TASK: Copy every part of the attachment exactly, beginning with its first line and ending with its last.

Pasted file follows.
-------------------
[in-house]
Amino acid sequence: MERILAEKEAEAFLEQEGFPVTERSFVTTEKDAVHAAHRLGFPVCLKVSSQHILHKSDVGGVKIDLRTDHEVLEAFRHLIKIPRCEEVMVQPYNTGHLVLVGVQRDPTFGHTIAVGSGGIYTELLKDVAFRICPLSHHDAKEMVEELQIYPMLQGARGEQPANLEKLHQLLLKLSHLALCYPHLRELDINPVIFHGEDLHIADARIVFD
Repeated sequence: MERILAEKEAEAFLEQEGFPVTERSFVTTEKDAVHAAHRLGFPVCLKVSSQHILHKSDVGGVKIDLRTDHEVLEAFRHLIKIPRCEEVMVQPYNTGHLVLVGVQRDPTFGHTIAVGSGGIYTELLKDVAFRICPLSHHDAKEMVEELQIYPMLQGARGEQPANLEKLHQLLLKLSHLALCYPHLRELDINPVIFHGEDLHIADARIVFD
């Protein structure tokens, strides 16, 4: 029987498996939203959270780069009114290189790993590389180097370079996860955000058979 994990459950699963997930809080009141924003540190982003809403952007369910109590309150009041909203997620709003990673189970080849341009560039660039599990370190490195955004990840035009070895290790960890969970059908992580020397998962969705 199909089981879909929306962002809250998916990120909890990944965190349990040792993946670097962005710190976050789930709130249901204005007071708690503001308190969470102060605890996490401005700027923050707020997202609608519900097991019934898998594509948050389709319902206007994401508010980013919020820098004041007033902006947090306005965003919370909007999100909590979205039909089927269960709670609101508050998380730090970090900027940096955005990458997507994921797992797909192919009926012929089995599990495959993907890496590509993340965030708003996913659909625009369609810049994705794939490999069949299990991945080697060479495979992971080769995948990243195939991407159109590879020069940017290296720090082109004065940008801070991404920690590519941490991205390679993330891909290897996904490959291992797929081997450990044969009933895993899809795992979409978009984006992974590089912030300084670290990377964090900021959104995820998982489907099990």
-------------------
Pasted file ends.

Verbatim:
[in-house]
Amino acid sequence: MERILAEKEAEAFLEQEGFPVTERSFVTTEKDAVHAAHRLGFPVCLKVSSQHILHKSDVGGVKIDLRTDHEVLEAFRHLIKIPRCEEVMVQPYNTGHLVLVGVQRDPTFGHTIAVGSGGIYTELLKDVAFRICPLSHHDAKEMVEELQIYPMLQGARGEQPANLEKLHQLLLKLSHLALCYPHLRELDINPVIFHGEDLHIADARIVFD
Repeated sequence: MERILAEKEAEAFLEQEGFPVTERSFVTTEKDAVHAAHRLGFPVCLKVSSQHILHKSDVGGVKIDLRTDHEVLEAFRHLIKIPRCEEVMVQPYNTGHLVLVGVQRDPTFGHTIAVGSGGIYTELLKDVAFRICPLSHHDAKEMVEELQIYPMLQGARGEQPANLEKLHQLLLKLSHLALCYPHLRELDINPVIFHGEDLHIADARIVFD
């Protein structure tokens, strides 16, 4: 029987498996939203959270780069009114290189790993590389180097370079996860955000058979 994990459950699963997930809080009141924003540190982003809403952007369910109590309150009041909203997620709003990673189970080849341009560039660039599990370190490195955004990840035009070895290790960890969970059908992580020397998962969705 199909089981879909929306962002809250998916990120909890990944965190349990040792993946670097962005710190976050789930709130249901204005007071708690503001308190969470102060605890996490401005700027923050707020997202609608519900097991019934898998594509948050389709319902206007994401508010980013919020820098004041007033902006947090306005965003919370909007999100909590979205039909089927269960709670609101508050998380730090970090900027940096955005990458997507994921797992797909192919009926012929089995599990495959993907890496590509993340965030708003996913659909625009369609810049994705794939490999069949299990991945080697060479495979992971080769995948990243195939991407159109590879020069940017290296720090082109004065940008801070991404920690590519941490991205390679993330891909290897996904490959291992797929081997450990044969009933895993899809795992979409978009984006992974590089912030300084670290990377964090900021959104995820998982489907099990």